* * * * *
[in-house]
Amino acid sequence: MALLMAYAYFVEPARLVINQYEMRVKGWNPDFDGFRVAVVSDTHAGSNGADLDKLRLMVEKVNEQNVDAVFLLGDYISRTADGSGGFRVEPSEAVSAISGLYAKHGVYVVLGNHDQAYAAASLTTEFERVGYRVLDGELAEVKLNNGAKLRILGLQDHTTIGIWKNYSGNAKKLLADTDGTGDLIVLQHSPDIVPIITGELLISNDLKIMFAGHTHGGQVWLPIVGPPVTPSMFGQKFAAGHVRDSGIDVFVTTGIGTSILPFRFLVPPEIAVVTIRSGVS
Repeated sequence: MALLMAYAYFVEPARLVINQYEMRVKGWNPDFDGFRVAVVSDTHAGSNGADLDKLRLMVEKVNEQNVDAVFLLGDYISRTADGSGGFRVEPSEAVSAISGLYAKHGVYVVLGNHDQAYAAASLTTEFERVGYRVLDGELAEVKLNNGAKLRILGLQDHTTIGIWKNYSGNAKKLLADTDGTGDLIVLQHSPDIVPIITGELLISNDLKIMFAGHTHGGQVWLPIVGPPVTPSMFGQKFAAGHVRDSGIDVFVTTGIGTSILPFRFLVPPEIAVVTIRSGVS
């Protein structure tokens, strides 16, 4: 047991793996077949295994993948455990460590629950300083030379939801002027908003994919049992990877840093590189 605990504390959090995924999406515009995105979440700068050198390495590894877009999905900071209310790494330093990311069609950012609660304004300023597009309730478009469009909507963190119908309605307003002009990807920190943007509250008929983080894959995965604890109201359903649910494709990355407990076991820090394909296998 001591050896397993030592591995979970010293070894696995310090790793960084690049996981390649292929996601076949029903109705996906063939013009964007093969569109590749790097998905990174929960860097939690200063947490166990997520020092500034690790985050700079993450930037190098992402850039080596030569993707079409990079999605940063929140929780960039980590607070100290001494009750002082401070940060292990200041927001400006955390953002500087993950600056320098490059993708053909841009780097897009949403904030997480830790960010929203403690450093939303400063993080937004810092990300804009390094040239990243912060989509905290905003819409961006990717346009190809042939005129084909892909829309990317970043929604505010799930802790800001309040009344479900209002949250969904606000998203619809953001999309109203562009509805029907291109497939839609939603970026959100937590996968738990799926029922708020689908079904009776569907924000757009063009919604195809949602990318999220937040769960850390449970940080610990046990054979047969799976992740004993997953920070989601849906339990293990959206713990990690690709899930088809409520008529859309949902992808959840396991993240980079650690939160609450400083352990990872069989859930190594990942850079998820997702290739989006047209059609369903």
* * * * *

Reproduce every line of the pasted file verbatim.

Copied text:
[in-house]
Amino acid sequence: MALLMAYAYFVEPARLVINQYEMRVKGWNPDFDGFRVAVVSDTHAGSNGADLDKLRLMVEKVNEQNVDAVFLLGDYISRTADGSGGFRVEPSEAVSAISGLYAKHGVYVVLGNHDQAYAAASLTTEFERVGYRVLDGELAEVKLNNGAKLRILGLQDHTTIGIWKNYSGNAKKLLADTDGTGDLIVLQHSPDIVPIITGELLISNDLKIMFAGHTHGGQVWLPIVGPPVTPSMFGQKFAAGHVRDSGIDVFVTTGIGTSILPFRFLVPPEIAVVTIRSGVS
Repeated sequence: MALLMAYAYFVEPARLVINQYEMRVKGWNPDFDGFRVAVVSDTHAGSNGADLDKLRLMVEKVNEQNVDAVFLLGDYISRTADGSGGFRVEPSEAVSAISGLYAKHGVYVVLGNHDQAYAAASLTTEFERVGYRVLDGELAEVKLNNGAKLRILGLQDHTTIGIWKNYSGNAKKLLADTDGTGDLIVLQHSPDIVPIITGELLISNDLKIMFAGHTHGGQVWLPIVGPPVTPSMFGQKFAAGHVRDSGIDVFVTTGIGTSILPFRFLVPPEIAVVTIRSGVS
């Protein structure tokens, strides 16, 4: 047991793996077949295994993948455990460590629950300083030379939801002027908003994919049992990877840093590189 605990504390959090995924999406515009995105979440700068050198390495590894877009999905900071209310790494330093990311069609950012609660304004300023597009309730478009469009909507963190119908309605307003002009990807920190943007509250008929983080894959995965604890109201359903649910494709990355407990076991820090394909296998 001591050896397993030592591995979970010293070894696995310090790793960084690049996981390649292929996601076949029903109705996906063939013009964007093969569109590749790097998905990174929960860097939690200063947490166990997520020092500034690790985050700079993450930037190098992402850039080596030569993707079409990079999605940063929140929780960039980590607070100290001494009750002082401070940060292990200041927001400006955390953002500087993950600056320098490059993708053909841009780097897009949403904030997480830790960010929203403690450093939303400063993080937004810092990300804009390094040239990243912060989509905290905003819409961006990717346009190809042939005129084909892909829309990317970043929604505010799930802790800001309040009344479900209002949250969904606000998203619809953001999309109203562009509805029907291109497939839609939603970026959100937590996968738990799926029922708020689908079904009776569907924000757009063009919604195809949602990318999220937040769960850390449970940080610990046990054979047969799976992740004993997953920070989601849906339990293990959206713990990690690709899930088809409520008529859309949902992808959840396991993240980079650690939160609450400083352990990872069989859930190594990942850079998820997702290739989006047209059609369903």